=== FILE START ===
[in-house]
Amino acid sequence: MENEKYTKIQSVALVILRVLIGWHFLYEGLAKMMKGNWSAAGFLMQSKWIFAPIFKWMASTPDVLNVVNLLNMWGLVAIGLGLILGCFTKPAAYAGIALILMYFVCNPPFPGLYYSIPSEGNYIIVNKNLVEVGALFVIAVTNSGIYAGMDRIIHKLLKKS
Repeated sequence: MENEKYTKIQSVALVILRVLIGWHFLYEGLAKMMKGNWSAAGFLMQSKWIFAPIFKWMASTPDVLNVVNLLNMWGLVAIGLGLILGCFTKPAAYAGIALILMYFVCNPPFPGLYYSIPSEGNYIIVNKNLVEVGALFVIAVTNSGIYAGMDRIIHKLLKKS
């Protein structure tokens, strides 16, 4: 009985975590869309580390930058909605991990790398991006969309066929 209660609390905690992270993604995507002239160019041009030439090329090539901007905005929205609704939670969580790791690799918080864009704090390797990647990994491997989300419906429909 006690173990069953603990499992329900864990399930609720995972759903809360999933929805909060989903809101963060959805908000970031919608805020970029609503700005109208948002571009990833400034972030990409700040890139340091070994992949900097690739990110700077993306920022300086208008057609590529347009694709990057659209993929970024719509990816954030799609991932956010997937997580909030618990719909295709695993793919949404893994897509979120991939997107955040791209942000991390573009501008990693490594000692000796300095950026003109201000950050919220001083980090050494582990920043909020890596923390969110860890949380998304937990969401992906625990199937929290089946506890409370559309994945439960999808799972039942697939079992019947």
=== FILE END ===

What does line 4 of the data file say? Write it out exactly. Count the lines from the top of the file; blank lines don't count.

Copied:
């Protein structure tokens, strides 16, 4: 009985975590869309580390930058909605991990790398991006969309066929 209660609390905690992270993604995507002239160019041009030439090329090539901007905005929205609704939670969580790791690799918080864009704090390797990647990994491997989300419906429909 006690173990069953603990499992329900864990399930609720995972759903809360999933929805909060989903809101963060959805908000970031919608805020970029609503700005109208948002571009990833400034972030990409700040890139340091070994992949900097690739990110700077993306920022300086208008057609590529347009694709990057659209993929970024719509990816954030799609991932956010997937997580909030618990719909295709695993793919949404893994897509979120991939997107955040791209942000991390573009501008990693490594000692000796300095950026003109201000950050919220001083980090050494582990920043909020890596923390969110860890949380998304937990969401992906625990199937929290089946506890409370559309994945439960999808799972039942697939079992019947």